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If you've been diagnosed with cancer, your treatment and medical care will probably be the first thing on your mind.
But there are other aspects of your life to think about and it's important to know exactly what kind of assistance is available and where you can get it.
If you're finding it difficult to cope with day-to-day life, talk to your doctor or nurse. They'll be able to refer you to a social worker who will carry out an assessment and recommend specific help to meet your needs (see below).
Care attendants can help with housework, dressing and washing, and they can even keep you company and give your carer a break. Look into this as soon as you can because many care attendants have waiting lists.
Carers Trust is an organisation in England and Wales that helps carers by visiting homes and taking over the caring responsibilities for a while. Visit the Carers Trust (external link) or phone 0844 800 4361.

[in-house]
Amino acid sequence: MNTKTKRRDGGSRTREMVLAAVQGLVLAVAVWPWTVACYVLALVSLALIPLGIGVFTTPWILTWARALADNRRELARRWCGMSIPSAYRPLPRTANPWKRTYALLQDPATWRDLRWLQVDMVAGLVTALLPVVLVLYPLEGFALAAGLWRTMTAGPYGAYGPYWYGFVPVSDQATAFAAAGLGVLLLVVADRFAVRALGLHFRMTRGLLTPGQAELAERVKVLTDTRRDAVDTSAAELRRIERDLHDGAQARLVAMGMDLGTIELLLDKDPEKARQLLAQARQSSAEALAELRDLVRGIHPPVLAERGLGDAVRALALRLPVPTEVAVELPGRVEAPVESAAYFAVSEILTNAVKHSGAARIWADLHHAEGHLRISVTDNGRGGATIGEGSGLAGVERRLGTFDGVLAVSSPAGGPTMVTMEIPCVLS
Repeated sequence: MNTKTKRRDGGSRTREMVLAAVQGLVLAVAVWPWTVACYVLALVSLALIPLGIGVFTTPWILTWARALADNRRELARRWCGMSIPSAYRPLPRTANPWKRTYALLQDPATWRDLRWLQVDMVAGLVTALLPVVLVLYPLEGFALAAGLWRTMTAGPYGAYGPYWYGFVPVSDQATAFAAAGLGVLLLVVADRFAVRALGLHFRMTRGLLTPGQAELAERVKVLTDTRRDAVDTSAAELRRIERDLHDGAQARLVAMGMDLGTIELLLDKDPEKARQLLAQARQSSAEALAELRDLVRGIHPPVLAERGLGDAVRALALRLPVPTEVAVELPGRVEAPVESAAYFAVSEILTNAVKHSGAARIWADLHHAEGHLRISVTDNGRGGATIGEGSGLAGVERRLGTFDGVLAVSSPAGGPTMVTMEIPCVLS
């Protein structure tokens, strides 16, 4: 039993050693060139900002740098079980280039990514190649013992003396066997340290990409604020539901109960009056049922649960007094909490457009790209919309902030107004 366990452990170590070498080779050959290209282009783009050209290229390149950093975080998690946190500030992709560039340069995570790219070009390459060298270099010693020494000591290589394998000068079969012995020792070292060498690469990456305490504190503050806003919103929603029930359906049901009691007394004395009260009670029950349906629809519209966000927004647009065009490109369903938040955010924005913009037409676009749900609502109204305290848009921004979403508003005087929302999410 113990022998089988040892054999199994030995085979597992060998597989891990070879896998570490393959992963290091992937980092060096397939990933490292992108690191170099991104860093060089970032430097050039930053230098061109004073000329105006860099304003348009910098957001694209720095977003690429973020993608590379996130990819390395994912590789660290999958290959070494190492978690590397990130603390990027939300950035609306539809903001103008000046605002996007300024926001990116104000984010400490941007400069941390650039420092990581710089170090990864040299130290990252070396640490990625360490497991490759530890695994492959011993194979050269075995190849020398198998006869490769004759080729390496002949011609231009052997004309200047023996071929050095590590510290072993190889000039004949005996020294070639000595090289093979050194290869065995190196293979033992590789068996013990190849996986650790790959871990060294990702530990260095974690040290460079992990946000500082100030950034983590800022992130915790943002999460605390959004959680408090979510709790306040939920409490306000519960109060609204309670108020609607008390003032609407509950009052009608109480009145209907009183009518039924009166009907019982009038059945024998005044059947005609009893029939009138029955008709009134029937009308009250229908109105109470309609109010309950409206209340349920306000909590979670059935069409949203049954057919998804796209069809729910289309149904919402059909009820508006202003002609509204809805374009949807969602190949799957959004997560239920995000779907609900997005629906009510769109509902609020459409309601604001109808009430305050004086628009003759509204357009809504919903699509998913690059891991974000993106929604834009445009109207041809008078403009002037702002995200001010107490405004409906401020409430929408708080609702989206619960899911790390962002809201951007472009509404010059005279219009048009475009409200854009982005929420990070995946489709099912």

Contact your local council about its meals at home service. It will usually be able to offer financial assistance to help pay for this. Visit GOV.UK (external link) for details of your eligibility.
You may be eligible for income support, disability living allowance or attendance allowance. Get in touch with the Benefit Enquiry Line for more details on 0800 882200 (textphone 0800 243355) or online at the Department for Work and Pensions (external link).
Occupational therapists can provide a detailed assessment of your home needs, making life easier by arranging equipment and making adaptations to your home.
The aim is to create a comfortable and practical place to live during your treatment. For example, it could involve putting in a shower downstairs or adding handrails around the house to assist your mobility.
Read more about occupational therapy.